Feb 2, 2011
Reading time
3 minutes
Download the article
Click here to print
Text size
aA+ aA-

China's travel bug spreads, bodes well for luxury

Feb 2, 2011

BEIJING | Wed Feb 2, 2011 - (Reuters) - China's itch to travel abroad is spreading to second-tier cities, feeding a boom that is benefiting the tourism and retail industries across the globe and putting the country on the cusp of overtaking the United States as the largest outbound tourism market.

The findings of a survey by market research group Nielsen are consistent with evidence of strong growth in sales of autos and consumer goods as incomes rise in second-tier cities away from the prosperous seaboard.

Seven percent of the more than 3,500 respondents to the survey said they had travelled abroad in 2010, up from 5 percent in 2008.

The Nielsen China Outbound Travel Monitor found that 5 percent of those surveyed in second-tier cities in northern and eastern China travelled overseas in 2010, up from just 2 percent and 3 percent respectively in the earlier two years.

Five percent was the rate recorded for Beijing in 2008. By last year, the figure for the capital had risen to 9 percent, trailing fellow Tier 1 city Shanghai's 15 percent and Guangzhou's 20 percent.

Hong Kong and Macau remain by far the most popular destinations.

Well-heeled Chinese in major cities are spreading their wings further afield, according to Umang Pabaru, Nielsen's managing director for consumer research in Greater China.

"It is very apparent that Tier 1 cities are getting more sophisticated, but Tier 2 is catching up quickly as income levels rise," he said.

More and more Chinese were travelling for leisure, rather than to visit relatives, Pabaru said. Medical tourism to Thailand and South Korea was growing fast, while Japan was an increasingly popular destination.

"As they get richer, they are getting more adventurous," he said. Chinese tourists made 57.4 million outbound trips in 2010, up 20.4 percent on the year, according to government data. In comparison, 61.5 million Americans travelled abroad in 2009, the latest year for which figures are available.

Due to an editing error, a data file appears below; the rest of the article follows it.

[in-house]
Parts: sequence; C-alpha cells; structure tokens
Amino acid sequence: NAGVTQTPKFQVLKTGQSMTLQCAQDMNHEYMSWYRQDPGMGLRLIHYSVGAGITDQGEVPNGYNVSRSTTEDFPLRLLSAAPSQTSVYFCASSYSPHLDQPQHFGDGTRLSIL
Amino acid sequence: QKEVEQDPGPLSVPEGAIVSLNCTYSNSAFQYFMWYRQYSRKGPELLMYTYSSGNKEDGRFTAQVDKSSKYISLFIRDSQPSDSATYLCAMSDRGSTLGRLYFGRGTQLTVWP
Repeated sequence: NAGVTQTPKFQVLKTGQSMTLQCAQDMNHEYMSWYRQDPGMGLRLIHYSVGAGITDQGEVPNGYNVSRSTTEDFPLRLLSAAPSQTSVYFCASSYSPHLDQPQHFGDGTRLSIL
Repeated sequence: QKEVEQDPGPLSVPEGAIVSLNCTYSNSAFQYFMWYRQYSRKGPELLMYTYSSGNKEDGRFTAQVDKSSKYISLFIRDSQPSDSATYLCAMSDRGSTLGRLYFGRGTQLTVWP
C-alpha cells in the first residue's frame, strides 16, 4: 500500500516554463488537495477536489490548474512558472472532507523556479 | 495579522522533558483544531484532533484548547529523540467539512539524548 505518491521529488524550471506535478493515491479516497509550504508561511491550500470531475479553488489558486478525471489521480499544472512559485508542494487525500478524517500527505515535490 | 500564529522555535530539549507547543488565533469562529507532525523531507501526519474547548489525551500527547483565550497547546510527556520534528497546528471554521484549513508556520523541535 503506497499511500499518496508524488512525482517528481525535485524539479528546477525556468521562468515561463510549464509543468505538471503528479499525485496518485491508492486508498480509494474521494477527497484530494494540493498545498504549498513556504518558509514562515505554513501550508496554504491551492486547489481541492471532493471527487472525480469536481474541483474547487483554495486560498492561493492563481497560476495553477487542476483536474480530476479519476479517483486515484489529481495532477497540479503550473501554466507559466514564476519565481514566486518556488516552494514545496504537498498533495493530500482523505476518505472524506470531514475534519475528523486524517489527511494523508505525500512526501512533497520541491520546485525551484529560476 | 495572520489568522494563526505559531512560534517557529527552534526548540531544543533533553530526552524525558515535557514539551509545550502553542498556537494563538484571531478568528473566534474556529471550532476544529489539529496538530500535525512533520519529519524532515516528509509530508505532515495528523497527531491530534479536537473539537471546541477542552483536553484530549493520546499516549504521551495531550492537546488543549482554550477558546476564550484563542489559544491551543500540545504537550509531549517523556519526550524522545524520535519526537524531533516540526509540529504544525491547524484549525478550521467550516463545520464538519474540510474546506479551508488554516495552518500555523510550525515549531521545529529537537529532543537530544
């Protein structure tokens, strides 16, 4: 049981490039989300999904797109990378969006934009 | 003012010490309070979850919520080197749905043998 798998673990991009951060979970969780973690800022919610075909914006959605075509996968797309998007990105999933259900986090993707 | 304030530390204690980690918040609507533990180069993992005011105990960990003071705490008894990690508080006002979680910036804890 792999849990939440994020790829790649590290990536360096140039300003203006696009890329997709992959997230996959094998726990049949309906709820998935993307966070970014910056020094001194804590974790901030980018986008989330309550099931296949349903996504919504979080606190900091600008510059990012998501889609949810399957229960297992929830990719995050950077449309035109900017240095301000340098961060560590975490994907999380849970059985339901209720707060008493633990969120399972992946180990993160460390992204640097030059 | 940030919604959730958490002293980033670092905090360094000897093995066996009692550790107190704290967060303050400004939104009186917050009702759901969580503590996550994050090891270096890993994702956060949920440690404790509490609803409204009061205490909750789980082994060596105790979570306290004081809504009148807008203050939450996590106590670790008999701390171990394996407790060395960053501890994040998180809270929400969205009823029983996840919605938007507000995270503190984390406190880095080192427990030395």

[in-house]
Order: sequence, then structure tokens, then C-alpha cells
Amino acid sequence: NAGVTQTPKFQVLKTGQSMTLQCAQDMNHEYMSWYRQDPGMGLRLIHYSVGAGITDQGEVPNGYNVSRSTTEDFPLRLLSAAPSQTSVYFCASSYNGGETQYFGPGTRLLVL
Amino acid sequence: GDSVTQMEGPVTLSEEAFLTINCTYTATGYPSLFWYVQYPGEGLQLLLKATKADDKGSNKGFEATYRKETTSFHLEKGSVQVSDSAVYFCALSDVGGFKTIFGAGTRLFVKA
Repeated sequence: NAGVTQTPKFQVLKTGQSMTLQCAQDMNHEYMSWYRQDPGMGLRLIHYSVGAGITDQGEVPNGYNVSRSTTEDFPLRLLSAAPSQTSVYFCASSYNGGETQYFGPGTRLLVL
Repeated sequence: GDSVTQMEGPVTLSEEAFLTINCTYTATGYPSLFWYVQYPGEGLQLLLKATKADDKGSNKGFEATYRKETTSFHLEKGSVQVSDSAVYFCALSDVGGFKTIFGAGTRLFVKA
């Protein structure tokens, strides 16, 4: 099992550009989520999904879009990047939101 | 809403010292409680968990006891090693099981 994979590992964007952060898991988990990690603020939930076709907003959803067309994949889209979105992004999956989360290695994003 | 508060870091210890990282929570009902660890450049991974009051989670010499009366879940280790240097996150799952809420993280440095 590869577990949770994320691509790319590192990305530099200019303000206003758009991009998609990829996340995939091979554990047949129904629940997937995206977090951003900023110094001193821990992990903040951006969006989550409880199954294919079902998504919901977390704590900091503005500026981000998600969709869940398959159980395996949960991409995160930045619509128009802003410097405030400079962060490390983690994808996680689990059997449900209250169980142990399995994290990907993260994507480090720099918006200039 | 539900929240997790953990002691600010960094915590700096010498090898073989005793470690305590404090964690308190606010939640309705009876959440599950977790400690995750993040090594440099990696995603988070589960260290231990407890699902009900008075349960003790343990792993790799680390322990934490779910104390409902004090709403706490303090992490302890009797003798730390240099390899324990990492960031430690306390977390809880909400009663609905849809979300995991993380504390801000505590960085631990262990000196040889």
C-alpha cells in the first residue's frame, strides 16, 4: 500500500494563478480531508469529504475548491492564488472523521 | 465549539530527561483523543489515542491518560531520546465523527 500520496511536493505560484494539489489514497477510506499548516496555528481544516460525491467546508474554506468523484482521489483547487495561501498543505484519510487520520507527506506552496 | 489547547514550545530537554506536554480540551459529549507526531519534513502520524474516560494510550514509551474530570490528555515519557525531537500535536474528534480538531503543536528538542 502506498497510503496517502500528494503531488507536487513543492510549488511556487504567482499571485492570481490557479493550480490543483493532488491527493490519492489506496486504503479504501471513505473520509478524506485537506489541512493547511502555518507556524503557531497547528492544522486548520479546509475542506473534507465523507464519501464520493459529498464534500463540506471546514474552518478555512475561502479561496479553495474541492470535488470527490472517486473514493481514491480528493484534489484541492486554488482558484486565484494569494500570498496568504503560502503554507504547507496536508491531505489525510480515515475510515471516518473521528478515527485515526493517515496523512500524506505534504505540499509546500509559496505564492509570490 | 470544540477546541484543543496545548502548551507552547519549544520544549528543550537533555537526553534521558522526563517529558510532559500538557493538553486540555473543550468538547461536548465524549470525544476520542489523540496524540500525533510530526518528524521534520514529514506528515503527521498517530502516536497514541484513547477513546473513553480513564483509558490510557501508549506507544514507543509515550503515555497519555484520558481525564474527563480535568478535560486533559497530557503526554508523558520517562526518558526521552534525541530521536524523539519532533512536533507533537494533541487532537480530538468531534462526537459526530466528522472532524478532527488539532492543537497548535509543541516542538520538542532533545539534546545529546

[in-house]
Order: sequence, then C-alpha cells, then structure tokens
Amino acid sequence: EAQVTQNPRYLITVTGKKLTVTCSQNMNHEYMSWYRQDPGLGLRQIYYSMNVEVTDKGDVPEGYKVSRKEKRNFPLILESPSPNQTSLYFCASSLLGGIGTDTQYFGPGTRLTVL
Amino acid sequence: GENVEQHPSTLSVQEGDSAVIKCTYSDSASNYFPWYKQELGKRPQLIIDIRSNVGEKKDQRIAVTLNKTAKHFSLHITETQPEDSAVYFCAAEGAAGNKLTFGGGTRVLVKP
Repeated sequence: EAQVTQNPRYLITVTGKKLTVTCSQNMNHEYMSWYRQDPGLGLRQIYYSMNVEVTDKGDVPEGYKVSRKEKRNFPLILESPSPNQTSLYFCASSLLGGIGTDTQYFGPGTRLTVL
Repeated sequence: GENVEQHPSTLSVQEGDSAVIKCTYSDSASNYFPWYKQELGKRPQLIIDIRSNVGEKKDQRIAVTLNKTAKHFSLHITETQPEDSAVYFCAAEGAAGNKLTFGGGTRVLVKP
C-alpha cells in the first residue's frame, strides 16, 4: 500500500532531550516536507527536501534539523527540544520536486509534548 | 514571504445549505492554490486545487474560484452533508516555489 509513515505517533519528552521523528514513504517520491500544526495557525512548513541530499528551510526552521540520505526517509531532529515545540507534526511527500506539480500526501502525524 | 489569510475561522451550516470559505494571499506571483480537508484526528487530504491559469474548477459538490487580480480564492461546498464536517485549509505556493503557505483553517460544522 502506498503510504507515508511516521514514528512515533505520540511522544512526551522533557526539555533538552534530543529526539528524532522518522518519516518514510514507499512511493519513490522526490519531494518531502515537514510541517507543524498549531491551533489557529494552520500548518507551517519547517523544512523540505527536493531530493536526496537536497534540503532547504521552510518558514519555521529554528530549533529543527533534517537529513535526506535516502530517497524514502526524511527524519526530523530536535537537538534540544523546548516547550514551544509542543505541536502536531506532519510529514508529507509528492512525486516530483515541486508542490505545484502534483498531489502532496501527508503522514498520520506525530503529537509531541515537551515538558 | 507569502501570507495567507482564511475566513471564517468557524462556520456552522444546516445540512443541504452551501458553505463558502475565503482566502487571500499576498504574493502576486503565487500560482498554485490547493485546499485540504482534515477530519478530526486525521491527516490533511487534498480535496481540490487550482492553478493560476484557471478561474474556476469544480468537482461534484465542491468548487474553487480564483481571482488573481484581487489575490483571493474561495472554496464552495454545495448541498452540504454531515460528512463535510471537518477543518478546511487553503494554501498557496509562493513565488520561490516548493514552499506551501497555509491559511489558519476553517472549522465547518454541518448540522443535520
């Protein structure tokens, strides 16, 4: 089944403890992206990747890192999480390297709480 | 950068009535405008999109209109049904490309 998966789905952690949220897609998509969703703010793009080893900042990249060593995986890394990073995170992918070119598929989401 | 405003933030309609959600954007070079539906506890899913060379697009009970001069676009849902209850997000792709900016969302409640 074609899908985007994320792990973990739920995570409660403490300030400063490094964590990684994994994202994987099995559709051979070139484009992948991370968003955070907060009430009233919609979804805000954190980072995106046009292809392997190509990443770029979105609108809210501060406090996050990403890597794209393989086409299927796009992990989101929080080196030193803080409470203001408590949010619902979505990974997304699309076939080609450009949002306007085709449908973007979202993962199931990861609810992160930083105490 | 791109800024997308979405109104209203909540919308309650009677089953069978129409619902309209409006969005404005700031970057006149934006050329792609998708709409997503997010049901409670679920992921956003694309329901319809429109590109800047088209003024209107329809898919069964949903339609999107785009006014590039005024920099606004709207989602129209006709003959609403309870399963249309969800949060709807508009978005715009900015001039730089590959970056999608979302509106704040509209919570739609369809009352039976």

By 2015, the number of outbound Chinese tourists is likely to reach nearly 84 million, state media quoted Shao Qiwei, chairman of China's National Tourism Administration, as saying last month.


Research by Hong Kong-based brokers CLSA also painted a bullish outlook for tourism as 24 percent of a panel of consumers consulted by the firm plans to take a trip abroad in the next 12 months, up from the 16 percent who travelled in the past year.

Yet Chinese travel is still low compared with its neighbours.

The level of Chinese departures as a percentage of the population is the same as Japan and Taiwan in 1984 and Korea in 1991, according to a report by research analysts Aaron Fischer and Mariana Kou.

With mainland Chinese buying 56 percent of their luxury goods abroad, high-end retailers outside China -- principally Hong Kong -- stand to be big beneficiaries of the unfolding boom in tourism and disposable incomes.

Fischer and Kou estimated that mainland Chinese demand for luxury goods would soar to 42 percent of the global total by 2020 from just 13 percent in 2010.

Along the way, the domestic Chinese market for luxury goods is on course to overtake Japan's by 2014, CLSA projects.

Some 65 percent of the customers it surveyed bought luxury goods during their last trips abroad, partly due to the Chinese custom of gift-giving and partly because taxes and import duties make the goods in China more expensive.

CLSA said according to LVMH (LVMH.PA), the luxury retailer's prices in Shanghai are 35 percent higher than in Paris.

"Luxury goods feature high on the shopping list for Chinese travellers. And total demand is highly geared to tourism," Fischer and Kou wrote.

(Reporting by Alan Wheatley, Global Economics Correspondent; Editing by Vinu Pilakkot)

© Thomson Reuters 2022 All rights reserved.